Washington, 4 May 1999 (RFE/RL) -- U.S. President Bill Clinton says NATO could stop its bombing of Yugoslavia if Belgrade makes a commitment to a fundamental policy change toward Kosovo, begins withdrawing its troops and accepts international peacekeepers in the province.
Clinton said at a White House news conference on Monday that Washington needs to be convinced Yugoslav President Slobodan Milosevic's decision to free three American soldiers was part of a basic shift of policy regarding the ethnic Albanian population of Kosovo.
It was the most detailed explanation by Clinton of what it would take to suspend the bombing since NATO began its air campaign more than a month ago.
Talking shortly before a scheduled meeting with Russian Balkans envoy Viktor Chernomyrdin, Clinton emphasized that allied aims toward Kosovo remain unchanged.
He said these included the withdrawal of Serb forces, the return of hundreds of thousands of Kosovo refugees to their homes, the stationing of international peacekeepers with NATO troops in its core and the establishment of autonomy for the ethnic Albanians.
Clinton thanked U.S. civil rights leader Jesse Jackson for securing the release of three American soldiers during the weekend. The men were captured a month ago near the Macedonian-Yugoslav border.
Clinton said: "While we are very thankful for their release, let me be clear why the military operations must continue. Three Americans are home. Their families, their friends and the American people, whom they have served faithfully, must be grateful. But nearly one and a half million Kosovars are not home. "
Clinton also said he would welcome Russian and Ukrainian participation in the Kosovo peacekeeping force, noting that both nations have a historic affinity with the Serb people.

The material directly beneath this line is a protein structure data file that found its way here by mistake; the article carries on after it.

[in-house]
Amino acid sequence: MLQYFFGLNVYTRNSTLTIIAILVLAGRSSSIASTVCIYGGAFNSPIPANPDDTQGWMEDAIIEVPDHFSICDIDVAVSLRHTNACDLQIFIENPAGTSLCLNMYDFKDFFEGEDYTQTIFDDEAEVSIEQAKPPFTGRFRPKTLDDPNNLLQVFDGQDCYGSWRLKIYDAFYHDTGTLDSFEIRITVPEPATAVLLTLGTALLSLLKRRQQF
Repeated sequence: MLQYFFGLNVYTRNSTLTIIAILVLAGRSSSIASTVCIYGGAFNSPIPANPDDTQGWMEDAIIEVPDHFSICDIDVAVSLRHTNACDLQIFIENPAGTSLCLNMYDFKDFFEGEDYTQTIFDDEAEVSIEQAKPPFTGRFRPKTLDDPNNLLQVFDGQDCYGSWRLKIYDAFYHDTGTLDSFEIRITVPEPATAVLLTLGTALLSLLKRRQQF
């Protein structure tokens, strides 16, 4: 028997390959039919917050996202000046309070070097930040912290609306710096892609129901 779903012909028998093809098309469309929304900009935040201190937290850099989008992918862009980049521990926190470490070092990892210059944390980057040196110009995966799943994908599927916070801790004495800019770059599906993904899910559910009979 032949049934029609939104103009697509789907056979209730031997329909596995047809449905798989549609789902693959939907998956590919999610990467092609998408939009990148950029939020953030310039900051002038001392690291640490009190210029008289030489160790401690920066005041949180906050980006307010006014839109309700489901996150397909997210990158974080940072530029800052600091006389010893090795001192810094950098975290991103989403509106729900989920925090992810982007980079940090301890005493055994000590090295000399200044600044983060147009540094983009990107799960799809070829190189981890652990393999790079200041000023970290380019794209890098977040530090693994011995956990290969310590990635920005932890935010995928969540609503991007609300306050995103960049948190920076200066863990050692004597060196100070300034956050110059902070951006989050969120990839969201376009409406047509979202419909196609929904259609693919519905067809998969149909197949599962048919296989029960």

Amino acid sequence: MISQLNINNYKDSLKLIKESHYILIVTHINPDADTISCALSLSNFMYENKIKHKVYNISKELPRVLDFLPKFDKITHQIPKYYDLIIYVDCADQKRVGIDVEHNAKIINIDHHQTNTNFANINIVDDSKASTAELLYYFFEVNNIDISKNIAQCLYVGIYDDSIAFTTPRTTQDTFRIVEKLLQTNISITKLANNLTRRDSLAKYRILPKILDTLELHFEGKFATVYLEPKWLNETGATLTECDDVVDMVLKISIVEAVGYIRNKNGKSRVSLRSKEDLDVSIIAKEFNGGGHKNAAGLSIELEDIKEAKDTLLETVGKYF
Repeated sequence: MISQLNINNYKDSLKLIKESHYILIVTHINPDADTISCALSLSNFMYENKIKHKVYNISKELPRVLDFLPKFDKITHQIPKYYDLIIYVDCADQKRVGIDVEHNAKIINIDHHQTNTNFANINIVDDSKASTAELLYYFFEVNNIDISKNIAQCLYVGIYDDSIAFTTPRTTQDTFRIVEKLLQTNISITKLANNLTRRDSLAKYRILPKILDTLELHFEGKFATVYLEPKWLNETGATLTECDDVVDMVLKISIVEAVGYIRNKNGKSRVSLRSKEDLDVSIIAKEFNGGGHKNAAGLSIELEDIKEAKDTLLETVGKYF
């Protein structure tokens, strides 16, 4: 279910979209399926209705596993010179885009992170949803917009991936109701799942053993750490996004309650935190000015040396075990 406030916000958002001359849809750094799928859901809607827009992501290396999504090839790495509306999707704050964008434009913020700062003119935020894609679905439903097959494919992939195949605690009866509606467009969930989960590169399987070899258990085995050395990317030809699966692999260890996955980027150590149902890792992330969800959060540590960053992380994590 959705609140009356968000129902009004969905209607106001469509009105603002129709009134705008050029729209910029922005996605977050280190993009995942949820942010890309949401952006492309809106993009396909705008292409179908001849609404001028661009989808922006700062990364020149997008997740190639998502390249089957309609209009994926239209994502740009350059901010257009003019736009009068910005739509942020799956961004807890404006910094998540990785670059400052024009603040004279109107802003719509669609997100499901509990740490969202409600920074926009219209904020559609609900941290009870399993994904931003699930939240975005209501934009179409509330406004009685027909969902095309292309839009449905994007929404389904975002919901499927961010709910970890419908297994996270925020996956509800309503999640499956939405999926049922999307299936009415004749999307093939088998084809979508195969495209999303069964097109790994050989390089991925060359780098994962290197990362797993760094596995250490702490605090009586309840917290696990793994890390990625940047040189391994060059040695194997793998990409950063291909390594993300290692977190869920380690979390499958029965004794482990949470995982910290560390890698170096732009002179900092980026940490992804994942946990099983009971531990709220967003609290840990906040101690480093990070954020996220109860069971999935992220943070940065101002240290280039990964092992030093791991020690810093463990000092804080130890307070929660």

The president said: "I have always said from the very beginning, that the United States was open to a broad security force. We would welcome the United Nations' embrace of such a security force. We did -- that is exactly what we did in Bosnia. The Russians were there. I personally think it is quite important that the Russians, perhaps the Ukrainians, perhaps others who come from the Orthodox tradition, who have close ties to the Serbs, be a part of such a mission."
Clinton said he was not seeking a "total victory" against Yugoslavia -- only the minimum conditions so that the Kosovars could return home.
He said: "We want to be clear that all the ... Kosovars can come home; that the Serb security forces will leave; that they will -- they will -- we will have clear and unambiguous evidence that a withdrawal is under way; and that the other conditions I mentioned, in terms of self-government and especially the international security force, have been accepted, then we could have a bombing pause. " What is subject to negotiations is the exact make-up of the security force, Clinton said. He added that NATO must have a major role in it because otherwise the Kosovo Albanians would not agree to return home for fear of lack of protection.
Clinton said he does not relish the continuing humanitarian burdens on the people of Albania and Macedonia in coping with the refugees.
He said: "I do not relish the thought that inevitably some of these (NATO) bombs will go astray and some Serbian civilians, or some Kosovar civilians, could be killed. I am not trying to drag this out. But I am determined to pursue our policy until we know that we have a chance to do what has to be done in order for this to work as a practical matter, and in order finally, to clearly and unambiguously reverse the policy of ethnic and religious cleansing."
Chernomyrdin, a former Russian prime minister, recently conferred with Milosevic in Belgrade. Clinton said there is a lot to talk about with Chernomyrdin -- without compromising allied objectives on Kosovo - as Russia tries to broker a diplomatic solution to the crisis.